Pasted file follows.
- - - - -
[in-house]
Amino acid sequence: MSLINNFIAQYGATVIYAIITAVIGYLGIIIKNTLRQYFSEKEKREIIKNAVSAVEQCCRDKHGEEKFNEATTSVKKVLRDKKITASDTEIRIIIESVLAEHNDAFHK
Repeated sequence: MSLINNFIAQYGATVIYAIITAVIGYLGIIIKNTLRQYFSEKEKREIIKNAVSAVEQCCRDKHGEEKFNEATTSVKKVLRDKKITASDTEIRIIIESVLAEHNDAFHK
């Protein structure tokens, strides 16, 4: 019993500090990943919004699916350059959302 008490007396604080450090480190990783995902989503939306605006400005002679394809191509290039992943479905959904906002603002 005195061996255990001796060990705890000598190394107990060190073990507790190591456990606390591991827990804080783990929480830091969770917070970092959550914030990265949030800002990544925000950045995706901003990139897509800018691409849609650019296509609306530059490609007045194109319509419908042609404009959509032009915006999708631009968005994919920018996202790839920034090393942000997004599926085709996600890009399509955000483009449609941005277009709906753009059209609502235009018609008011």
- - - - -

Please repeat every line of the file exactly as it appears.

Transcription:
[in-house]
Amino acid sequence: MSLINNFIAQYGATVIYAIITAVIGYLGIIIKNTLRQYFSEKEKREIIKNAVSAVEQCCRDKHGEEKFNEATTSVKKVLRDKKITASDTEIRIIIESVLAEHNDAFHK
Repeated sequence: MSLINNFIAQYGATVIYAIITAVIGYLGIIIKNTLRQYFSEKEKREIIKNAVSAVEQCCRDKHGEEKFNEATTSVKKVLRDKKITASDTEIRIIIESVLAEHNDAFHK
């Protein structure tokens, strides 16, 4: 019993500090990943919004699916350059959302 008490007396604080450090480190990783995902989503939306605006400005002679394809191509290039992943479905959904906002603002 005195061996255990001796060990705890000598190394107990060190073990507790190591456990606390591991827990804080783990929480830091969770917070970092959550914030990265949030800002990544925000950045995706901003990139897509800018691409849609650019296509609306530059490609007045194109319509419908042609404009959509032009915006999708631009968005994919920018996202790839920034090393942000997004599926085709996600890009399509955000483009449609941005277009709906753009059209609502235009018609008011």